holmes 033121AURORA – State Senator Linda Holmes (D-Aurora) announced today that school districts in the 42nd Senate District will receive more than $120 million in additional funding to go toward the many challenges COVID-19 has presented.

“I’m so grateful to local teachers, parents and students for adapting to a different and challenging approach to learning during the pandemic, “ Holmes said. “Now that we appear to be in sight of the new normal, I’m confident this funding boost will help our students and schools move forward as they get on track to reestablish their more traditional routines.”

The funding comes as part of the most recent federal COVID-19 relief packages. Schools, students and parents have overcome challenges that no one could have imagined before the pandemic began, including remote and hybrid learning, digital connection issues, new processes for receiving state and federal aid that normally flow through schools, and more.

Local school districts are set to receive the following amounts:

  • Aurora East School District 131                             $76,454,367
  • Aurora West School District 129                           $34,489,096
  • Indian Prairie School District 204                          $12,261,096
  • Oswego School District 308                                  $10,768,168

Schools in CUSD 308 and the 42nd Senate District include Brokaw Early Learning Center, Churchhill Elementary, Homestead Elementary, Oswego East High School, Plank Junior High and The Wheatlands Elementary.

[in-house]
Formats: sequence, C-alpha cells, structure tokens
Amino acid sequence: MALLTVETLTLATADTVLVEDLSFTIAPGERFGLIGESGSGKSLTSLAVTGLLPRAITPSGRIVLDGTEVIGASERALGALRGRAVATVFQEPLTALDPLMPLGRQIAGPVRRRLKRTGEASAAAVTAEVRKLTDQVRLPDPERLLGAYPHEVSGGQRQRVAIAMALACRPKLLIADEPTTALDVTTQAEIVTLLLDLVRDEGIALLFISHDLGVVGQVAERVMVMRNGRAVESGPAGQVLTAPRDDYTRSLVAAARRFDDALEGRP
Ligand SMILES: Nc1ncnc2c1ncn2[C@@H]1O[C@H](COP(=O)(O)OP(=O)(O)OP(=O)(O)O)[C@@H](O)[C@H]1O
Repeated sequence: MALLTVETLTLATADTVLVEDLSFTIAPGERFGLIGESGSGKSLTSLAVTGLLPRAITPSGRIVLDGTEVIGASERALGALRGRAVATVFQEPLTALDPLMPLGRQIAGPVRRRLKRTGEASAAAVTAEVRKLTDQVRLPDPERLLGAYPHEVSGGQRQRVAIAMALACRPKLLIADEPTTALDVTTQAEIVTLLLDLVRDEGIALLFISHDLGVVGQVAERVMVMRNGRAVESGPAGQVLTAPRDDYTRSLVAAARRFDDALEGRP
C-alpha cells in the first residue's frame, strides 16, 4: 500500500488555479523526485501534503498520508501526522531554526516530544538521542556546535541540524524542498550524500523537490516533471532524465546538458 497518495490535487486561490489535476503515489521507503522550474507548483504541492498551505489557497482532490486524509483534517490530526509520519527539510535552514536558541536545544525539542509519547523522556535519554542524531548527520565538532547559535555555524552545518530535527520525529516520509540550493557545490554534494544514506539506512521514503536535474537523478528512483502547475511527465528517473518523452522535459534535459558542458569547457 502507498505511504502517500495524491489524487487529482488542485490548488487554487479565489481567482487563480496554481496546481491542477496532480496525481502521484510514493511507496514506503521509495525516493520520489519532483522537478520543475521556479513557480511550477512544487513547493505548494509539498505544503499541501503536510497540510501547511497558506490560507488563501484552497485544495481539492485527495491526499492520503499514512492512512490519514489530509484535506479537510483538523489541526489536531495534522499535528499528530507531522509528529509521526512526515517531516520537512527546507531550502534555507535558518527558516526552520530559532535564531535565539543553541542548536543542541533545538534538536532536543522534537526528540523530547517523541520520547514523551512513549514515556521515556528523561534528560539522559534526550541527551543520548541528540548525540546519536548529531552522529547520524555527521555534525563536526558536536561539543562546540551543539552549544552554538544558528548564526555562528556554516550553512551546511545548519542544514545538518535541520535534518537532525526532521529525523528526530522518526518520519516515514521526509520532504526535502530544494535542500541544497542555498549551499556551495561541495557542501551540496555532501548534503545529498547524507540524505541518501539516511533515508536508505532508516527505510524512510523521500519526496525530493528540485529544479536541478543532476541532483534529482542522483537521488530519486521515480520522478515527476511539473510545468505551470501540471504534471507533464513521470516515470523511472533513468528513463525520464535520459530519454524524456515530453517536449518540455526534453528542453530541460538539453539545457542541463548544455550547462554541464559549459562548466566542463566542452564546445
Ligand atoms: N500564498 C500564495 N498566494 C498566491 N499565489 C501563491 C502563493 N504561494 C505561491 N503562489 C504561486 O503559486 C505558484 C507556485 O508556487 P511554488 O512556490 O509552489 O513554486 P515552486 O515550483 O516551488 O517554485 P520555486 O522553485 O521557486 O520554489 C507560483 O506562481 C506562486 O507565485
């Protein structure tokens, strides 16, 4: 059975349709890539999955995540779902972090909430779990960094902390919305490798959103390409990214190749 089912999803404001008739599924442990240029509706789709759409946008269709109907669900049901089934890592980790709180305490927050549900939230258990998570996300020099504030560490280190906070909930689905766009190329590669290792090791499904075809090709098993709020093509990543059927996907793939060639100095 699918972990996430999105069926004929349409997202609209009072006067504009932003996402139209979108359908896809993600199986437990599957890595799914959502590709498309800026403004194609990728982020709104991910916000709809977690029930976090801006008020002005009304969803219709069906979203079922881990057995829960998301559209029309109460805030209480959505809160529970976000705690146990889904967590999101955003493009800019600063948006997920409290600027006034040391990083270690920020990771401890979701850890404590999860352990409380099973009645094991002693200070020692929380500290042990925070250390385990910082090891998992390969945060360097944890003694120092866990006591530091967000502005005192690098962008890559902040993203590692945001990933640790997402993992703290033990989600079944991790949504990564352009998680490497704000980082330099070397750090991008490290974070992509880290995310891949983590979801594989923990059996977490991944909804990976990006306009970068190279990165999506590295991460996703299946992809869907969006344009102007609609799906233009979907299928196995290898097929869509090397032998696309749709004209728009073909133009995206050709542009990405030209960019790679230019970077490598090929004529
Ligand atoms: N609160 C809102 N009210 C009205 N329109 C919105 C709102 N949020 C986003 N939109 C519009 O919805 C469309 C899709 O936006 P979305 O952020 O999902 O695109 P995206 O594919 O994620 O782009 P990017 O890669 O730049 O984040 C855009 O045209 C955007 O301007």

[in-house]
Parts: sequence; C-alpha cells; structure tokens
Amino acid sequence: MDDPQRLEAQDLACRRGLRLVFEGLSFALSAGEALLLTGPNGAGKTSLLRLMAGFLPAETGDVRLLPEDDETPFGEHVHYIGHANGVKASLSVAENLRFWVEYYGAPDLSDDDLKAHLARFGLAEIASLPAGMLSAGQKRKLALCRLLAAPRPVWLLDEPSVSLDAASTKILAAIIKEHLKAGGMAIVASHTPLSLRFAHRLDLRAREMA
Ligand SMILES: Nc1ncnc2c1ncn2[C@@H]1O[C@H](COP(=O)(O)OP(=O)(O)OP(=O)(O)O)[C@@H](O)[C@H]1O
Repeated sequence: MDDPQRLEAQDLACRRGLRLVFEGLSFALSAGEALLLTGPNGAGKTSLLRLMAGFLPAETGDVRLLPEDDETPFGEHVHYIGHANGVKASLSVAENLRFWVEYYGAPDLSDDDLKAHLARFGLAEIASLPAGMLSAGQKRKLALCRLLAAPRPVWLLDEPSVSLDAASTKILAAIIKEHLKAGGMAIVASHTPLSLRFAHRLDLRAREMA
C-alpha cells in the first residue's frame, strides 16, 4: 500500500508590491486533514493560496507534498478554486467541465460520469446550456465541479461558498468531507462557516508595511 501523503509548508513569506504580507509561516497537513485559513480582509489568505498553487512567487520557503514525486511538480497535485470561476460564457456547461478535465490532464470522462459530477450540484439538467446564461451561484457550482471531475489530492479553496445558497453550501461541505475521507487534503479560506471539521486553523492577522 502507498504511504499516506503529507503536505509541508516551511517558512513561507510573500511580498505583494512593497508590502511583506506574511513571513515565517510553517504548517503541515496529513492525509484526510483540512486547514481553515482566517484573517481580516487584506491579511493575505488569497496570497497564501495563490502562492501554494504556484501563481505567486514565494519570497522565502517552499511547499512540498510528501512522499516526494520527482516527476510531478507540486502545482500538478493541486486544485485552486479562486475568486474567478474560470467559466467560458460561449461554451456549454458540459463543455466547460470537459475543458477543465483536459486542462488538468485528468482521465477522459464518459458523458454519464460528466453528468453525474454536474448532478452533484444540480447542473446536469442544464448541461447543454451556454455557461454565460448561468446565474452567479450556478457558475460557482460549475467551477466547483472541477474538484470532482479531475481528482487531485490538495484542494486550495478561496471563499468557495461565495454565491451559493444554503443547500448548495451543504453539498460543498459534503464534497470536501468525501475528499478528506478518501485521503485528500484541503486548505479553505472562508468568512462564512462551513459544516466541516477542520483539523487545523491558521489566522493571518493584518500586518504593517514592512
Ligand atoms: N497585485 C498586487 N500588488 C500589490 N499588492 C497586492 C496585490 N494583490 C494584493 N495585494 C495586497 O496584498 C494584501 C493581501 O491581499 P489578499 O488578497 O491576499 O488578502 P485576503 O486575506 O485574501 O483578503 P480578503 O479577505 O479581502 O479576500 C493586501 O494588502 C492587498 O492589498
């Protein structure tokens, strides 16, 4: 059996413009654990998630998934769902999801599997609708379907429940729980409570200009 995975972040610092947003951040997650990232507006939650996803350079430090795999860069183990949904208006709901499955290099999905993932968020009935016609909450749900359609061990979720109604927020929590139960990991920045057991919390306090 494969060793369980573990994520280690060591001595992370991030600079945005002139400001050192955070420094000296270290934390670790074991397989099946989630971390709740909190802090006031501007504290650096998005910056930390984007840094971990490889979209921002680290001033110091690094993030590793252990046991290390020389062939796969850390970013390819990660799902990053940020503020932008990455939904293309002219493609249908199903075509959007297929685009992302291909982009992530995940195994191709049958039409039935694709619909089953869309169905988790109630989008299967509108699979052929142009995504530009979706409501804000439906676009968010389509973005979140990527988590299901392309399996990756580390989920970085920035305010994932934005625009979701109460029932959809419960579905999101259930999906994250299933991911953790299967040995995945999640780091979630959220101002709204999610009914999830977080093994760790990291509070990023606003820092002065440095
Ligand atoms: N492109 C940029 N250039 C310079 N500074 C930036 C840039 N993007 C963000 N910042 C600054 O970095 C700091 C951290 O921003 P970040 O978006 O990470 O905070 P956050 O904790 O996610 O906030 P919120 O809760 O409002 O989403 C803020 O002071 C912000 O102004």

The majority of the funding comes from the American Rescue Plan, which gives local schools a great deal of flexibility in how they can use the money over the next 3 ½ years. At least 20% of the funding must be used to address learning loss, but beyond that, school districts can use the money to address many different issues and costs. For example, it can be used to better equip schools for safe learning, to prevent layoffs, to address students’ social and emotional needs, to fund summer programs, or to ensure all students have access to reliable Wi-Fi and technology.

The State Board of Education, in collaboration with other state agencies that address education, has produced a guide for local school districts to help them decide how to best use their resources. While the guide and other state-sponsored services are completely voluntary, the state aims to support local districts during this difficult time.

“I am particularly pleased this funding addresses the students’ emotional and social needs. They will need time and guidance to readjust, and without that component, their studies may be too challenging,” Holmes said. “This funding can also be used to provide resources to ensure more reliable internet access for students who had little or no access to WiFi to take part in distance or hybrid learning.”

In total, Illinois received nearly $7 billion to support local school districts.